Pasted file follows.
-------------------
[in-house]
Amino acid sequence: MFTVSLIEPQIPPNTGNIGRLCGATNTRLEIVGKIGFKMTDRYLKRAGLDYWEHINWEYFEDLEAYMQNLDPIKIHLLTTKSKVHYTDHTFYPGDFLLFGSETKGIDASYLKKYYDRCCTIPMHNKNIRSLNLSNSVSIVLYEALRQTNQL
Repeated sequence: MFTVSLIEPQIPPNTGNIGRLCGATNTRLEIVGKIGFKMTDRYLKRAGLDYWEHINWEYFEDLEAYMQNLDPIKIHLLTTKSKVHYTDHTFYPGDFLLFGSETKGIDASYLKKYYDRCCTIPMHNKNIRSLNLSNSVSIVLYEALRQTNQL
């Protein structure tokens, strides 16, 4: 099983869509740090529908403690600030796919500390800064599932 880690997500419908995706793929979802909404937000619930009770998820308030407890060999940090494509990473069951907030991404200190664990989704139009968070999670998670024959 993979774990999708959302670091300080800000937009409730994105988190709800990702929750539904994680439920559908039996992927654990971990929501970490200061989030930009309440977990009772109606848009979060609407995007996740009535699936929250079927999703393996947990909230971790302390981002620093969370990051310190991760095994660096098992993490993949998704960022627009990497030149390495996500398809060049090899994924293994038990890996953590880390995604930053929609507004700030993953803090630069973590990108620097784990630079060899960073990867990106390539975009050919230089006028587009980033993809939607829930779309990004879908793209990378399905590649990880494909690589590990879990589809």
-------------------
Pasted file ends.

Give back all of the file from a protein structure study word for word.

[in-house]
Amino acid sequence: MFTVSLIEPQIPPNTGNIGRLCGATNTRLEIVGKIGFKMTDRYLKRAGLDYWEHINWEYFEDLEAYMQNLDPIKIHLLTTKSKVHYTDHTFYPGDFLLFGSETKGIDASYLKKYYDRCCTIPMHNKNIRSLNLSNSVSIVLYEALRQTNQL
Repeated sequence: MFTVSLIEPQIPPNTGNIGRLCGATNTRLEIVGKIGFKMTDRYLKRAGLDYWEHINWEYFEDLEAYMQNLDPIKIHLLTTKSKVHYTDHTFYPGDFLLFGSETKGIDASYLKKYYDRCCTIPMHNKNIRSLNLSNSVSIVLYEALRQTNQL
């Protein structure tokens, strides 16, 4: 099983869509740090529908403690600030796919500390800064599932 880690997500419908995706793929979802909404937000619930009770998820308030407890060999940090494509990473069951907030991404200190664990989704139009968070999670998670024959 993979774990999708959302670091300080800000937009409730994105988190709800990702929750539904994680439920559908039996992927654990971990929501970490200061989030930009309440977990009772109606848009979060609407995007996740009535699936929250079927999703393996947990909230971790302390981002620093969370990051310190991760095994660096098992993490993949998704960022627009990497030149390495996500398809060049090899994924293994038990890996953590880390995604930053929609507004700030993953803090630069973590990108620097784990630079060899960073990867990106390539975009050919230089006028587009980033993809939607829930779309990004879908793209990378399905590649990880494909690589590990879990589809």